BOOK IV. Whether the bestowal of benefits and the return of gratitude for them are desirable objects in themselves? Does God bestow benefits?—How to choose the man to be benefited—We ought not to look for any return—True gratitude—Of keeping one's promise—Philip and the soldier—Zeno
BOOK V. Of being worsted in a contest of benefits—Socrates and Archelaus—Whether a man can be grateful to himself, or can bestow a benefit upon himself—Examples of ingratitude—Dialogue on ingratitude—Whether one should remind one's friends of what one has done for them—Caesar and the soldier—Tiberius.
BOOK VI. Whether a benefit can be taken from one by force—Benefits depend upon thought—We are not grateful for the advantages which we receive from inanimate Nature, or from dumb animals—In order to lay me under an obligation you must benefit me intentionally—Cleanthes's story of the two slaves—Of benefits given in a mercenary spirit—Physicians and teachers bestow enormous benefits, yet are sufficiently paid by a moderate fee—Plato and the ferryman—Are we under an obligation to the sun and moon?—Ought we to wish that evil may befall our benefactors, in order that we may show our gratitude by helping them?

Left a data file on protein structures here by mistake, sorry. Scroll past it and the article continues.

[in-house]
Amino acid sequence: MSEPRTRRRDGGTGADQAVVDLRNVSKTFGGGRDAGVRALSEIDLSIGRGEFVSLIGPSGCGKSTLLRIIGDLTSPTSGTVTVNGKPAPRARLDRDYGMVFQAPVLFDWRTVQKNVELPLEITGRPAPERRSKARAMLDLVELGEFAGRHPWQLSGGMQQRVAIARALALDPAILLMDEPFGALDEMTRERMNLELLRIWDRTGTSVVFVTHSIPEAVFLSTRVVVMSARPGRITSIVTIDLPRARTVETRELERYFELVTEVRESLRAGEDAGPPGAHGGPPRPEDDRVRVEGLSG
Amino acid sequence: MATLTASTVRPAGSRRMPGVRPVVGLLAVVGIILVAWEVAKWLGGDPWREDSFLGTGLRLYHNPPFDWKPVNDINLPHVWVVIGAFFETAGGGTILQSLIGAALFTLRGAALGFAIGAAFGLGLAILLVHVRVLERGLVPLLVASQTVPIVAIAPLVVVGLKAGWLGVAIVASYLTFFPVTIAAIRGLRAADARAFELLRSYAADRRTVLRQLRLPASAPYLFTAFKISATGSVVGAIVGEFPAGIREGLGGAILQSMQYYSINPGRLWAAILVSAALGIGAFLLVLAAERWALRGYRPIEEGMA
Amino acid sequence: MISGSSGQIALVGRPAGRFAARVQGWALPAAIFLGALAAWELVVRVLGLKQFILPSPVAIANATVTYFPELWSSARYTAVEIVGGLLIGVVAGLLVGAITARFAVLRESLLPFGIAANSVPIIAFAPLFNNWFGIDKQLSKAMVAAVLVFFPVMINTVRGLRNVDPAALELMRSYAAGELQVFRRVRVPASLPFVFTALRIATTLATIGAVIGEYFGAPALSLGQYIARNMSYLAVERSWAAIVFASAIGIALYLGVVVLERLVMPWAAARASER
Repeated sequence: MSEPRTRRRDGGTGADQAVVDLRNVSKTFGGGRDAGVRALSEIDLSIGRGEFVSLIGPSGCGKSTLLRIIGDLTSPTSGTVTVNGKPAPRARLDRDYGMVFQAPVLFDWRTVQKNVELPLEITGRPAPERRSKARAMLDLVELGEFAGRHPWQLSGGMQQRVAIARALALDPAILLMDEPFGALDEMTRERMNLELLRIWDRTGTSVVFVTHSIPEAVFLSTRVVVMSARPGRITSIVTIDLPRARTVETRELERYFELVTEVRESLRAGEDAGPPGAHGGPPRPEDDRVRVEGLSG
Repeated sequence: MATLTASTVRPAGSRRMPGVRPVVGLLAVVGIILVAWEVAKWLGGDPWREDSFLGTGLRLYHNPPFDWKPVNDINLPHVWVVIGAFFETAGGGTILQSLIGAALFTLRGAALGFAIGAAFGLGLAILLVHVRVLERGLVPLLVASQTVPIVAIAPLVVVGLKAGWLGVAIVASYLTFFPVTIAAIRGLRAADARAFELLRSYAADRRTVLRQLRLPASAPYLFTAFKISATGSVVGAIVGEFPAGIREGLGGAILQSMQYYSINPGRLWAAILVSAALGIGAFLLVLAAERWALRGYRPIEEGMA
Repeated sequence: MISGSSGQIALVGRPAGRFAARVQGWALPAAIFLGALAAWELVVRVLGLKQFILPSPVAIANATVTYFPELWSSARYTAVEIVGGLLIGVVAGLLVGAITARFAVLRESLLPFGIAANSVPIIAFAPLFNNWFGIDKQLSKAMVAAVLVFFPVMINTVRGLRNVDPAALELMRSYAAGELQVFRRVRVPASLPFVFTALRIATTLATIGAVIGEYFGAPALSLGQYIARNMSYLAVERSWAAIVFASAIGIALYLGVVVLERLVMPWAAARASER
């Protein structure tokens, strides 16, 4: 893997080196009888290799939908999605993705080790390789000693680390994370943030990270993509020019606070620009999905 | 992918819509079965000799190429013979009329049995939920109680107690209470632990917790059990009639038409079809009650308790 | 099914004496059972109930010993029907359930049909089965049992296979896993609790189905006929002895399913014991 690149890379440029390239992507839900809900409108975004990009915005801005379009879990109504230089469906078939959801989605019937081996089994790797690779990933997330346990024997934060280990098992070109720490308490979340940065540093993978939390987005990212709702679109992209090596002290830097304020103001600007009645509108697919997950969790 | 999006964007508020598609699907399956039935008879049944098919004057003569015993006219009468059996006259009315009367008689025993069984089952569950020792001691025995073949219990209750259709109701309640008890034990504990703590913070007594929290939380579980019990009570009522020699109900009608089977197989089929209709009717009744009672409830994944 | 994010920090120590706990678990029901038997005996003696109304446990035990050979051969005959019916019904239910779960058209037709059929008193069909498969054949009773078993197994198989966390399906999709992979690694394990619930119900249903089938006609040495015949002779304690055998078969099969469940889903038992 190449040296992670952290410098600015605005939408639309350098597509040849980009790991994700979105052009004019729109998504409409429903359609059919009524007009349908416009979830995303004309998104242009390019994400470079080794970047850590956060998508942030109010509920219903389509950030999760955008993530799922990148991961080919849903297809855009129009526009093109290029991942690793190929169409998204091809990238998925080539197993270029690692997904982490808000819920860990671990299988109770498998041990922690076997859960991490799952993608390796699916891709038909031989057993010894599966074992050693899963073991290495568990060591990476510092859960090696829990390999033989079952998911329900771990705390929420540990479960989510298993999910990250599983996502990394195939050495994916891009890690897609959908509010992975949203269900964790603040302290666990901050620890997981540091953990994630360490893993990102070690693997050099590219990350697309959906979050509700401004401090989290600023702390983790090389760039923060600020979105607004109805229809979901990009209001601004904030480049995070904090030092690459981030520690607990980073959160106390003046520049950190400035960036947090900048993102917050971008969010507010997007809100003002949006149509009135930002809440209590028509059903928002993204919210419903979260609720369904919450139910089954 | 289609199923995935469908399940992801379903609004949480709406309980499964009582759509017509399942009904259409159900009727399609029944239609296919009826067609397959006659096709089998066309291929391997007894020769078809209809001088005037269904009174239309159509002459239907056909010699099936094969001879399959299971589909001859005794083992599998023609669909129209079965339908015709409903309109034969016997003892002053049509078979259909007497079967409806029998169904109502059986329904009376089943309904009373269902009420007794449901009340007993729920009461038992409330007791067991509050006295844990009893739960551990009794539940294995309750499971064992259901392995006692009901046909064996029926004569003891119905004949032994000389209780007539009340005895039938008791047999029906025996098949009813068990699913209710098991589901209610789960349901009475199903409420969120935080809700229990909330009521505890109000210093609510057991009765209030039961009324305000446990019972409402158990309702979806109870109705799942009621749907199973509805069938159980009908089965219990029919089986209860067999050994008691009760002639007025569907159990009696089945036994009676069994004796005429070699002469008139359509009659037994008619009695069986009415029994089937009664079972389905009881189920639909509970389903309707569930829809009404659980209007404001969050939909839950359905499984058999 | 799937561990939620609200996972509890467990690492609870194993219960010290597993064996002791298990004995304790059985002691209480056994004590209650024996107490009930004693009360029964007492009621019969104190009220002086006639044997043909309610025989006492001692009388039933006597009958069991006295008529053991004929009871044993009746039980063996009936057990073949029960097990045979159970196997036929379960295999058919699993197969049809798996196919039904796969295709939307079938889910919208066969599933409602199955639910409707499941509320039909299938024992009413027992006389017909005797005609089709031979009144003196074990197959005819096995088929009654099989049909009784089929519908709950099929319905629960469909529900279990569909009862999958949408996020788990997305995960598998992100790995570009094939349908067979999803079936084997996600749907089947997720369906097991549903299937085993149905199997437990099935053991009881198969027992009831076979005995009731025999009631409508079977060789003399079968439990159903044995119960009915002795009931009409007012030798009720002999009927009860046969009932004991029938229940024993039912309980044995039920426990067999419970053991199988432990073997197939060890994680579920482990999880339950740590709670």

BOOK VII. The cynic Demetrius—his rules of conduct—Of the truly wise man—Whether one who has done everything in his power to return a benefit has returned it—Ought one to return a benefit to a bad man?—The Pythagorean, and the shoemaker—How one ought to bear with the ungrateful.
L. A. SENECA